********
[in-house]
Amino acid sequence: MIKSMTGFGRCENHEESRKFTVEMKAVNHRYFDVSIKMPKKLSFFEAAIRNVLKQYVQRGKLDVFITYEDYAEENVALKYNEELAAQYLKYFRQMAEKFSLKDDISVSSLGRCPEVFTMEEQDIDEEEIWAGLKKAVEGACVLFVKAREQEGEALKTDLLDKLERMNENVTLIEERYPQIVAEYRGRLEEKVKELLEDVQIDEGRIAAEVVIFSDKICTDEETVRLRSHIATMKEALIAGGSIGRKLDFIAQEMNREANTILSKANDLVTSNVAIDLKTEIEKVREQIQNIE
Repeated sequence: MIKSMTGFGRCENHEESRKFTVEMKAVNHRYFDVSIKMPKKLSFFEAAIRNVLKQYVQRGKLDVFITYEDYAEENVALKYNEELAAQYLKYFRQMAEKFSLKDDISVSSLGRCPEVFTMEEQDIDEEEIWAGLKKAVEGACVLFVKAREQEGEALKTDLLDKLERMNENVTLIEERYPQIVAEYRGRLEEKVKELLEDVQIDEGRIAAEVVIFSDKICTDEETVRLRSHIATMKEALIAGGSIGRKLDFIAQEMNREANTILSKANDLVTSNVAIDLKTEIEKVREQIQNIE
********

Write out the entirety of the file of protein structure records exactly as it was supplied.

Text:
[in-house]
Amino acid sequence: MIKSMTGFGRCENHEESRKFTVEMKAVNHRYFDVSIKMPKKLSFFEAAIRNVLKQYVQRGKLDVFITYEDYAEENVALKYNEELAAQYLKYFRQMAEKFSLKDDISVSSLGRCPEVFTMEEQDIDEEEIWAGLKKAVEGACVLFVKAREQEGEALKTDLLDKLERMNENVTLIEERYPQIVAEYRGRLEEKVKELLEDVQIDEGRIAAEVVIFSDKICTDEETVRLRSHIATMKEALIAGGSIGRKLDFIAQEMNREANTILSKANDLVTSNVAIDLKTEIEKVREQIQNIE
Repeated sequence: MIKSMTGFGRCENHEESRKFTVEMKAVNHRYFDVSIKMPKKLSFFEAAIRNVLKQYVQRGKLDVFITYEDYAEENVALKYNEELAAQYLKYFRQMAEKFSLKDDISVSSLGRCPEVFTMEEQDIDEEEIWAGLKKAVEGACVLFVKAREQEGEALKTDLLDKLERMNENVTLIEERYPQIVAEYRGRLEEKVKELLEDVQIDEGRIAAEVVIFSDKICTDEETVRLRSHIATMKEALIAGGSIGRKLDFIAQEMNREANTILSKANDLVTSNVAIDLKTEIEKVREQIQNIE